EPA Proposes Tougher Power Plant Pollution Standards to Fight Climate Crisis

Late last week, the EPA released newly proposed carbon pollution standards in an effort to clamp down on major sources perpetuating climate change. 

On May 11th, the U.S. Environmental Protection Agency (EPA) proposed new carbon pollution standards for coal and natural gas-fired power plants aimed at protecting public health, reducing harmful pollutants and delivering up to $85 billion in climate and public health benefits over the next two decades.

The proposal for coal and new natural gas power plants would avoid up to 617 million metric tons of total carbon dioxide (CO2) through 2042, which is equivalent to reducing the annual emissions of 137 million passenger vehicles, roughly half the cars in the United States. Through 2042, EPA estimates the net climate and health benefits of the standards on new gas and existing coal-fired power plants are up to $85 billion.

The proposals would also result in cutting tens of thousands of tons of particulate matter (PM2.5), sulfur dioxide, and nitrogen oxide, harmful air pollutants that are known to endanger people’s health, especially in communities that for too long have disproportionally shouldered the burden of high pollution and environmental injustice. In 2030 alone, the proposed standards would prevent:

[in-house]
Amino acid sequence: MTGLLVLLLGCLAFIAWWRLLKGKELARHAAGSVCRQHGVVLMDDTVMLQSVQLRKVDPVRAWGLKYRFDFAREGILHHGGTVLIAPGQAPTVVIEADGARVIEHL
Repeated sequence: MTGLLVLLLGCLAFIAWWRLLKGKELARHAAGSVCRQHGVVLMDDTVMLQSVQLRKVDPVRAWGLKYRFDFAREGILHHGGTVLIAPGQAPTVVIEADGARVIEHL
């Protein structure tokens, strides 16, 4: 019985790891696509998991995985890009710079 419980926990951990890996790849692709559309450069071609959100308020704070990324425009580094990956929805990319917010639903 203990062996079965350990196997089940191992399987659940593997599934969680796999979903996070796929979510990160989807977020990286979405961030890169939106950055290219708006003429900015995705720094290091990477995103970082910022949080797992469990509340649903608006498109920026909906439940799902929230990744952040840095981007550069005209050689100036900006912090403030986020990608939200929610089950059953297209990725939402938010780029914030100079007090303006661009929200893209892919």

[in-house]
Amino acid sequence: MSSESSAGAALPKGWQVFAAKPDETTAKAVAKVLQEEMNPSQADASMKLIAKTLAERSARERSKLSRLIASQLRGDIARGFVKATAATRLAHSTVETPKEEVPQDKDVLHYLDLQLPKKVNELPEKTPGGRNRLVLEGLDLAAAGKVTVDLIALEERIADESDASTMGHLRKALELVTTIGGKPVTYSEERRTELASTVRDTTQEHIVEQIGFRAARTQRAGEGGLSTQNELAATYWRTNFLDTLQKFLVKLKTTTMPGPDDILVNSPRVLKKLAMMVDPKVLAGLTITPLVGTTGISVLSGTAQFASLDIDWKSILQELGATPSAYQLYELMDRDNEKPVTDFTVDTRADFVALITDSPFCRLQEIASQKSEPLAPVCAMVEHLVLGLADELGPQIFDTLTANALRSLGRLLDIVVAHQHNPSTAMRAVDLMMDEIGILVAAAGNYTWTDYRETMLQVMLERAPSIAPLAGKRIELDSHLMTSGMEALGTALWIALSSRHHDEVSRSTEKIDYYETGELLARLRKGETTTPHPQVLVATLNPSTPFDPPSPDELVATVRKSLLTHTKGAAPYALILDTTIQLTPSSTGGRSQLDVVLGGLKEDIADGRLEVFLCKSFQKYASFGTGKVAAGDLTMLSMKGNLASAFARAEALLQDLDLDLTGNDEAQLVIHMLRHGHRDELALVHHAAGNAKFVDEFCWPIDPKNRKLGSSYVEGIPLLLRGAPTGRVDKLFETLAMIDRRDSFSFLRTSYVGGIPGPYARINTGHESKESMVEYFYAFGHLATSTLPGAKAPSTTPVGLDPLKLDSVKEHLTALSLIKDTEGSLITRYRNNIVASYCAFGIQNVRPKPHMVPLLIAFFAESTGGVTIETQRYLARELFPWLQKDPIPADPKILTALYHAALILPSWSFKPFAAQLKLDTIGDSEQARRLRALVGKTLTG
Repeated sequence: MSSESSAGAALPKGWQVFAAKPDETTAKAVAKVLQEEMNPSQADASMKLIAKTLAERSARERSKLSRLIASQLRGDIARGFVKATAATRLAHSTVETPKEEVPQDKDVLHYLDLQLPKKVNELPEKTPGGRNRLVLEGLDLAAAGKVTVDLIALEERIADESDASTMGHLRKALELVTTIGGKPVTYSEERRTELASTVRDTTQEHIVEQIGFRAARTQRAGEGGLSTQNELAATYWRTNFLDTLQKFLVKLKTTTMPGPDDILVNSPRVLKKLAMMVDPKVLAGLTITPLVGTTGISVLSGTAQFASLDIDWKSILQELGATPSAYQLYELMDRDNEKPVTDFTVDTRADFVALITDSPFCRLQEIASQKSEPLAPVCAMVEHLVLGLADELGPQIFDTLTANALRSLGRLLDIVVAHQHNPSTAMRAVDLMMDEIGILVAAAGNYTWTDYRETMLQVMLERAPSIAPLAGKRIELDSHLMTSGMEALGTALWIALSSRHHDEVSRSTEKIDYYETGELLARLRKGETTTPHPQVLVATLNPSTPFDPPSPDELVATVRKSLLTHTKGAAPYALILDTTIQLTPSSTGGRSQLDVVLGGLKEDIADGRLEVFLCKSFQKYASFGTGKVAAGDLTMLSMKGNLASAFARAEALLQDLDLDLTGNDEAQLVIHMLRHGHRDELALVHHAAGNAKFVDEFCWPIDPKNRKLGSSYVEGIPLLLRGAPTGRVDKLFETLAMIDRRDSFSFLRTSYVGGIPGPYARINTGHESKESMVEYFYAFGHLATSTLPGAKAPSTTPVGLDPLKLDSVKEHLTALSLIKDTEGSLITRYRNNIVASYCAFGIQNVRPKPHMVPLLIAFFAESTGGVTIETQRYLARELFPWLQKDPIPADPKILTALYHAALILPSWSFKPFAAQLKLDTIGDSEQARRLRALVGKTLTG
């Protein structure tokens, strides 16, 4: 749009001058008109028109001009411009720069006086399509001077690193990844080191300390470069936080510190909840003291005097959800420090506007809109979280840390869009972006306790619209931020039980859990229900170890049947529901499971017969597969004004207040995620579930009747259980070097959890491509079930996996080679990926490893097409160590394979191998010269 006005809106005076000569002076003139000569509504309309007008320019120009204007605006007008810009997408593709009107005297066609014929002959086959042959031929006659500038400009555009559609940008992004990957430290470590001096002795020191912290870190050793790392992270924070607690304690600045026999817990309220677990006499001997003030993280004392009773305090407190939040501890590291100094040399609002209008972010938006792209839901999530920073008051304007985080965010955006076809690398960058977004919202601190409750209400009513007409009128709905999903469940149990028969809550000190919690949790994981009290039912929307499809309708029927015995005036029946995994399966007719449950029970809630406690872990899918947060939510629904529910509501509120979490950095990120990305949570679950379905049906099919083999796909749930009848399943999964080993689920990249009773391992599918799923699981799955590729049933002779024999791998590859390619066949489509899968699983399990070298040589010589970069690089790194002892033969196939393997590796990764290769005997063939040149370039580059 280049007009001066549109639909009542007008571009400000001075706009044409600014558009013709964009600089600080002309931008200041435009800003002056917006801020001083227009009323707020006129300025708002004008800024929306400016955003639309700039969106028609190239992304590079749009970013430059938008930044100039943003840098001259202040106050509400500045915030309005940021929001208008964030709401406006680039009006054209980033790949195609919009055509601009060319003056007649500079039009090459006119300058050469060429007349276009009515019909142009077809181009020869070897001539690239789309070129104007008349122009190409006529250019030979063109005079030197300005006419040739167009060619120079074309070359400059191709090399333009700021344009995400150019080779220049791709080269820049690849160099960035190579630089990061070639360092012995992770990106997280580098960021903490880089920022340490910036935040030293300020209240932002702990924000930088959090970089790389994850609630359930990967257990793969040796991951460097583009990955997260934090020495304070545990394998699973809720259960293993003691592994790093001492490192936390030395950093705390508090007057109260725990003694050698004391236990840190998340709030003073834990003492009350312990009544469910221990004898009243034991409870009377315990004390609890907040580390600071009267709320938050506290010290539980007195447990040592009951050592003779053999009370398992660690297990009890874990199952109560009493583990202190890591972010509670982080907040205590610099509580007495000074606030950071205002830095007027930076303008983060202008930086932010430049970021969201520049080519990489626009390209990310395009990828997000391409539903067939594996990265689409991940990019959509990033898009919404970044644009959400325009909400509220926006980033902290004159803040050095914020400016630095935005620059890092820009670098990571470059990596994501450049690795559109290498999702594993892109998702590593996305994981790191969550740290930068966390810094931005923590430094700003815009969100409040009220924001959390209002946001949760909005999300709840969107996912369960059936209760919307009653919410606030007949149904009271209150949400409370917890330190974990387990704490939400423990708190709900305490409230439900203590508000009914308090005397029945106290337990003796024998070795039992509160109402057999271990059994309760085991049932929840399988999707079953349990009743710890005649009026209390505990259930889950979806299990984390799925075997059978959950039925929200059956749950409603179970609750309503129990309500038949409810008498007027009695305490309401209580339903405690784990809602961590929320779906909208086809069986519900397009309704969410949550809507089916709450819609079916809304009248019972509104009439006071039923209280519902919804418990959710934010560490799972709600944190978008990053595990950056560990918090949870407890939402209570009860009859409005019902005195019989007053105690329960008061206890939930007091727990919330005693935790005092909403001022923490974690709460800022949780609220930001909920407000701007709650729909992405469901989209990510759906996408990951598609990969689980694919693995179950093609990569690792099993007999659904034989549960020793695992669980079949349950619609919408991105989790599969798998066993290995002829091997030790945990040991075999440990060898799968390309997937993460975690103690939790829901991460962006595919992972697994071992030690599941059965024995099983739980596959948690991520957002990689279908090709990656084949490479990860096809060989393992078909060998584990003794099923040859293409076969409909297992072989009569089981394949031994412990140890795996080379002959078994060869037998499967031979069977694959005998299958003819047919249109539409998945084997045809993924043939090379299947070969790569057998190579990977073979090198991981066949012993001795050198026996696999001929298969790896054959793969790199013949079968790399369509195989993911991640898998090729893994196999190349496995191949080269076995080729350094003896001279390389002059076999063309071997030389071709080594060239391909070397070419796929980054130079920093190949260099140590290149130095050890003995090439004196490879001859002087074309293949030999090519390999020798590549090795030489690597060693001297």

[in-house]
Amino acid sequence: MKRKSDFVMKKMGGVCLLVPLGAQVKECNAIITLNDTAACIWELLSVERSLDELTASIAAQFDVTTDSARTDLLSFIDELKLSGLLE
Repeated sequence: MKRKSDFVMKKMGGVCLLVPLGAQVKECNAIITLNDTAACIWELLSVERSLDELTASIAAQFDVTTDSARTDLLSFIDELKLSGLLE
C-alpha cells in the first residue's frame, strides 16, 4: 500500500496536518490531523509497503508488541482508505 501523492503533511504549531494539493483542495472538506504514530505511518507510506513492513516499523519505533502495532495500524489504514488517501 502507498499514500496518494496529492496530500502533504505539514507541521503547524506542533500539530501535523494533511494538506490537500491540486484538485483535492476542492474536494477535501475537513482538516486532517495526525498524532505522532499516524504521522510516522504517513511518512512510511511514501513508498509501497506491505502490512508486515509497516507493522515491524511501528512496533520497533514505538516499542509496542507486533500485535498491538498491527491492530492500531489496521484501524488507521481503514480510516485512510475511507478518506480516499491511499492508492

• approximately 1,300 premature deaths;
  • more than 800 hospital and emergency room visits;
  • more than 300,000 cases of asthma attacks;
  • 38,000 school absence days;
  • 66,000 lost workdays.

Impact on Maryland

It is currently unclear how this new rule will impact Maryland, as much relies on the state’s rollout of renewables. Currently, Maryland’s few remaining coal-powered plants are already scheduled for decommissioning, and there are no new fossil fuel plants in production. The most likely impact will come from downwind pollution, specifically sources from our neighbors. The largest questions around this proposed rule are the same questions around electrification in general. Currently, no state has the generating nor storage capacity to fully transition to renewables. The expansion of generating, transmission, and storage infrastructure will ultimately make or break any move away from fossil fuels.

Read the full coverage on Maryland Matters

Read the full EPA press release.